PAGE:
by Dino Londis
How do we look for a job now? Typically we search for our job
title, in our geographic area, send our resume, hope for a call, rinse and repeat.
But why not search in other ways – like this: Take your skills and create a
unique position, the position you want, the position that is you. Then approach
companies where you want to work and pitch yourself.
Okay, I have to admit I haven’t tried this, but I keep
poking it from different angles and it seems to hold up. I think about my wife’s
small business as a photographer. If someone approached her promising more
clients, or offered to share resources to save money, she would seriously
consider it. She’s not advertising for help, but maybe she needs to be shown
Taking that as an example, you need to clearly show the
employer what you’re giving them, because they hadn’t thought there was a need it.
It’s a pitch, or a query.
Writers do this all the time. Publishers didn’t put out an
ad for a vampire-based romance novel. No, Stephenie
Meyer wrote Twilight and
submitted it to nine different publishers and, with the help of an agent, got
So what did she do? She wrote a novel, which set her apart. She
approached publishers that weren’t expecting to hear from her, got rejected,
but kept pursuing others until she got a yes. Now she’s doing what she has
always wanted to do.
IT might seem more constrained, but combine your soft skills
and your hobbies with your tech skills and you may be qualified for much more
than an off-the-shelf IT job.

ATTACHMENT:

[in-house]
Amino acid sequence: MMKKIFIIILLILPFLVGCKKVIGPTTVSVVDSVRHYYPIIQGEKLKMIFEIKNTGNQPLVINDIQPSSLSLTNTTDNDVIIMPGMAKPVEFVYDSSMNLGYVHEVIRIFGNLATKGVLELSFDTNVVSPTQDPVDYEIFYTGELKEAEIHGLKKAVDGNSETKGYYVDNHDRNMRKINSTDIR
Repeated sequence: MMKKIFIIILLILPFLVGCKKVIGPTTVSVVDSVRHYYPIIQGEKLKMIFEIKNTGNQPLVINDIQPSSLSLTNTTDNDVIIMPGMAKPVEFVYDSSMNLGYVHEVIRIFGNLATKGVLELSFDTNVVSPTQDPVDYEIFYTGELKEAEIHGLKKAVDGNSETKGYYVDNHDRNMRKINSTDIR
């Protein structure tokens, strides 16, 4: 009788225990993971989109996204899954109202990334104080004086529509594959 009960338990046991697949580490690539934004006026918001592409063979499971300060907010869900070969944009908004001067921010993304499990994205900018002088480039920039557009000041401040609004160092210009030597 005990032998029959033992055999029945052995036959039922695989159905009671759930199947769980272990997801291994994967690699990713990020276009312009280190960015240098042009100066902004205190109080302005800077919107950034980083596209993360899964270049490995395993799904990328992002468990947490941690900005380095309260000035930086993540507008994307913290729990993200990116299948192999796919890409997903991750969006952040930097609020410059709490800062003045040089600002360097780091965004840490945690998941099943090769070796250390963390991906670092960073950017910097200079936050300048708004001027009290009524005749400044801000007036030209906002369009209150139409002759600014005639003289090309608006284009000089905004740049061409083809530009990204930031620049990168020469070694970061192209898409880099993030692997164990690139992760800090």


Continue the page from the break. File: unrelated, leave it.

This transition might work right where you are. You’ll
certainly get traction with your pitch because they know you. And if not there,
then similar niches may exist at similar companies. You’ll have to do heaps of
research, but the information is probably available online. For example, look on
Dice for jobs similar to the one
you’re trying to create.
If you’re currently unemployed, this is always another way
of introducing yourself to a company. Offer to work on a temporary basis, in
your newly created job, to prove your value. Even if you get rejected, you could
end up with new relationships. When hiring times return, they may think of you.
It would seem the best way to succeed is approaching small
to mid-size companies. Because larger firms
are saddled with the multiple layers of interviews and have already set their
budgets for the year, your sales pitch won’t translate well. You really need
one or two people to pitch this idea to – and need to be in a room with the
person who can say yes.
The only limit is your imagination and your courage to try. If
you pull it off, you’ll be doing a job you love – which would put you in
rare company. Only 16 percent of Americans love their jobs, I hear. You’ll
have little fear of job loss because it’s one of your creation. You may even
transition to consulting and find true freedom.
What do you think? Do you think it will work? Have you done
it? Let me know.
Dino Londis is an applications management engineer in New York.